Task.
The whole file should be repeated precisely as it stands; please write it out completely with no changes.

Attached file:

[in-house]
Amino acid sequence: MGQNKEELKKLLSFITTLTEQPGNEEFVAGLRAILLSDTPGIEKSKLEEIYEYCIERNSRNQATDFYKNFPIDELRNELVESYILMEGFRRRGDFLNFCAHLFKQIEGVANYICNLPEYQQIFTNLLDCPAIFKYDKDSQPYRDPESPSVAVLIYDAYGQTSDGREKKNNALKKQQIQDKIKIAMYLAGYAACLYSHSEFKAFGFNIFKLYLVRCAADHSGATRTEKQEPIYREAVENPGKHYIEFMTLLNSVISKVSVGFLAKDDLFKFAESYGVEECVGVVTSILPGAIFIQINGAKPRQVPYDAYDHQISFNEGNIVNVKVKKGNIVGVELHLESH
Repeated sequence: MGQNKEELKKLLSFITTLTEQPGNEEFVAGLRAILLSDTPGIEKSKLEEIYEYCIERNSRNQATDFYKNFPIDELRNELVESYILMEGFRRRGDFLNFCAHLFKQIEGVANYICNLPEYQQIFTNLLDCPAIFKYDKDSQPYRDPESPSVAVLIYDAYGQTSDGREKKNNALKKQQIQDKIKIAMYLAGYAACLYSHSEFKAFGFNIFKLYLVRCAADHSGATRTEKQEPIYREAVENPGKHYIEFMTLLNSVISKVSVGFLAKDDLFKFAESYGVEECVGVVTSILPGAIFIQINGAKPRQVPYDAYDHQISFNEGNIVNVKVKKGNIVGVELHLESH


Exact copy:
[in-house]
Amino acid sequence: MGQNKEELKKLLSFITTLTEQPGNEEFVAGLRAILLSDTPGIEKSKLEEIYEYCIERNSRNQATDFYKNFPIDELRNELVESYILMEGFRRRGDFLNFCAHLFKQIEGVANYICNLPEYQQIFTNLLDCPAIFKYDKDSQPYRDPESPSVAVLIYDAYGQTSDGREKKNNALKKQQIQDKIKIAMYLAGYAACLYSHSEFKAFGFNIFKLYLVRCAADHSGATRTEKQEPIYREAVENPGKHYIEFMTLLNSVISKVSVGFLAKDDLFKFAESYGVEECVGVVTSILPGAIFIQINGAKPRQVPYDAYDHQISFNEGNIVNVKVKKGNIVGVELHLESH
Repeated sequence: MGQNKEELKKLLSFITTLTEQPGNEEFVAGLRAILLSDTPGIEKSKLEEIYEYCIERNSRNQATDFYKNFPIDELRNELVESYILMEGFRRRGDFLNFCAHLFKQIEGVANYICNLPEYQQIFTNLLDCPAIFKYDKDSQPYRDPESPSVAVLIYDAYGQTSDGREKKNNALKKQQIQDKIKIAMYLAGYAACLYSHSEFKAFGFNIFKLYLVRCAADHSGATRTEKQEPIYREAVENPGKHYIEFMTLLNSVISKVSVGFLAKDDLFKFAESYGVEECVGVVTSILPGAIFIQINGAKPRQVPYDAYDHQISFNEGNIVNVKVKKGNIVGVELHLESH